The Turbulent Waters of the Florida Straits

Fernando Ravsberg*

July 4 at the home of the chief US diplomat in Havana. (Photo: Raquel Perez)

HAVANA TIMES — The US is complaining that Cuba’s banking system is not transparent, and that such a situation may have allowed some Cubans — refugees of “Communist persecution” — to hoodwink the American health care system and transfer money out of that country through a foreign bank that also operates on the island.

It’s surprising that Washington would ask for greater banking transparency on the part of Cuba just a few days after sanctioning a Dutch bank for doing business with Havana. Earlier the US had punished a Swiss bank, and — if I’m remembering correctly — there was also another one in far-off Australia.

It seems that chasing the island’s business contacts all over the world is starting to wear them out, so now they want to simplify things. How?…by demanding that the Central Bank of Cuba make all of its activities transparent so the US can more easily find and punish the island’s financial partners.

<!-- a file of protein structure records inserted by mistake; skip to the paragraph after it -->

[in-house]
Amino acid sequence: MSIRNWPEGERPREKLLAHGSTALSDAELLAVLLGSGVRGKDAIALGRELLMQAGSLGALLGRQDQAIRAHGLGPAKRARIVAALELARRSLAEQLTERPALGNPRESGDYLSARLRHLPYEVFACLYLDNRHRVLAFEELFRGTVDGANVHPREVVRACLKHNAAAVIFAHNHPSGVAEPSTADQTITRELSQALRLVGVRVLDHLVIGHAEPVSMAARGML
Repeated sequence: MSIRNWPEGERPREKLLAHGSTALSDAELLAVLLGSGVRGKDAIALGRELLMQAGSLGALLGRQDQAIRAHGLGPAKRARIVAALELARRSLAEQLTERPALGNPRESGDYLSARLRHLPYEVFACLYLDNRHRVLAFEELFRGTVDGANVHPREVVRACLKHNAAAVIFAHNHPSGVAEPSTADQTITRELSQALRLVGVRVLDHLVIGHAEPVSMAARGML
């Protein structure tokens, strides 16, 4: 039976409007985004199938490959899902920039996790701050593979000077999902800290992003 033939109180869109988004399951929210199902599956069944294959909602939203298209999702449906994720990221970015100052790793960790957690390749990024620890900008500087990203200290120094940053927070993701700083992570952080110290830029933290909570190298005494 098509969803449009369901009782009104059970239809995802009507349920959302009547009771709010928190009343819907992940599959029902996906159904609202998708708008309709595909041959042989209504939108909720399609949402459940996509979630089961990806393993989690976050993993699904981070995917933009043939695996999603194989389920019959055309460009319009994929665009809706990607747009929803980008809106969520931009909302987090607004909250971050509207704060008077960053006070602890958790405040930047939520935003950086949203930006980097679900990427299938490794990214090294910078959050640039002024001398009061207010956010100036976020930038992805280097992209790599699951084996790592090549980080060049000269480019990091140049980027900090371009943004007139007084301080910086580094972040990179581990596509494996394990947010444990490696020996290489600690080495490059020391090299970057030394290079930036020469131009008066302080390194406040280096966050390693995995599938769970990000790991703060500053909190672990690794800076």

Viewed negatively, this proposal for bank transparency might even seem silly. However, viewed optimistically — very optimistically — it could be the first step towards a bilateral cooperation agreement aimed at combatting money laundering.

If the US authorities are so interested in going after this crime, they have the option of refraining from the financial persecution of Cuba globally and requesting the country follow international standards of banking transparency.

Clearly, Havana would have to think about this very carefully, otherwise it could find itself in a situation similar to when (1998) it provided the FBI with information about the violent actions being plotted by exiles in Miami, only to ultimately discover this same information was used to arrest and jail the Cuban agents who came up with it.

Their trials were so flawed that Gabriela Knaul, the UN rapporteur on the independence of judges and lawyers, recently expressed her concern to Washington about the trial of the five Cubans imprisoned in the US for conspiracy to commit espionage.

The naivety of Cuba in relation to the FBI led to their imprisonment. Four of them are still in prison and the fifth is on probation in Miami.